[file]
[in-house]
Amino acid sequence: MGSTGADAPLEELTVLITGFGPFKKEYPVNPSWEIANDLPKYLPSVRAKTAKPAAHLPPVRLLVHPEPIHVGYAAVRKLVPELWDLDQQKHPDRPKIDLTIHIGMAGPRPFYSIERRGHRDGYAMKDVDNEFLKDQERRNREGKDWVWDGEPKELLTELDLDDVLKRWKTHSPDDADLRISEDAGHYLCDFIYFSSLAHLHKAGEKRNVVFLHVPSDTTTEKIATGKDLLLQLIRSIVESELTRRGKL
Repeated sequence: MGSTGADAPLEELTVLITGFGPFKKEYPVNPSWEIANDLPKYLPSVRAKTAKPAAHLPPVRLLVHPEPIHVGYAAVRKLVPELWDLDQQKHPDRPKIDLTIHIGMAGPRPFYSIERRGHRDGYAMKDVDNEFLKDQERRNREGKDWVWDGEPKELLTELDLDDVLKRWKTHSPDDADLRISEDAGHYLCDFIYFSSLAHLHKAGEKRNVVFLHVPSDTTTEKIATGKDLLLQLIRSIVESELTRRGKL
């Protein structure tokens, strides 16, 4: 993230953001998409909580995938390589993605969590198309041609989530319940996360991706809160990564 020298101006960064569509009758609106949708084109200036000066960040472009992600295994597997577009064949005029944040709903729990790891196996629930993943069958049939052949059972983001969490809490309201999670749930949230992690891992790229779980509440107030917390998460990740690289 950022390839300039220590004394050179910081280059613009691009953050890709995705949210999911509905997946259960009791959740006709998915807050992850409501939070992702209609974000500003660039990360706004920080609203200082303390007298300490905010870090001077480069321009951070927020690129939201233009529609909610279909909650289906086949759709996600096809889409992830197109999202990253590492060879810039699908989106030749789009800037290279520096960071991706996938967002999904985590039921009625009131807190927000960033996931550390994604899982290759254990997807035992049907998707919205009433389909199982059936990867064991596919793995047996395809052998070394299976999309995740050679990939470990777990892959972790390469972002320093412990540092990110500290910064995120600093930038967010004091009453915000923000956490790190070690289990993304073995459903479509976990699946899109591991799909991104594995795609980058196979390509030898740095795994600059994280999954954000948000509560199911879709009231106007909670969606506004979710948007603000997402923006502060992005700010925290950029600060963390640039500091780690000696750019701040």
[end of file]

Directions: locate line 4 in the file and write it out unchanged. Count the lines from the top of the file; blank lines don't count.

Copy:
């Protein structure tokens, strides 16, 4: 993230953001998409909580995938390589993605969590198309041609989530319940996360991706809160990564 020298101006960064569509009758609106949708084109200036000066960040472009992600295994597997577009064949005029944040709903729990790891196996629930993943069958049939052949059972983001969490809490309201999670749930949230992690891992790229779980509440107030917390998460990740690289 950022390839300039220590004394050179910081280059613009691009953050890709995705949210999911509905997946259960009791959740006709998915807050992850409501939070992702209609974000500003660039990360706004920080609203200082303390007298300490905010870090001077480069321009951070927020690129939201233009529609909610279909909650289906086949759709996600096809889409992830197109999202990253590492060879810039699908989106030749789009800037290279520096960071991706996938967002999904985590039921009625009131807190927000960033996931550390994604899982290759254990997807035992049907998707919205009433389909199982059936990867064991596919793995047996395809052998070394299976999309995740050679990939470990777990892959972790390469972002320093412990540092990110500290910064995120600093930038967010004091009453915000923000956490790190070690289990993304073995459903479509976990699946899109591991799909991104594995795609980058196979390509030898740095795994600059994280999954954000948000509560199911879709009231106007909670969606506004979710948007603000997402923006502060992005700010925290950029600060963390640039500091780690000696750019701040």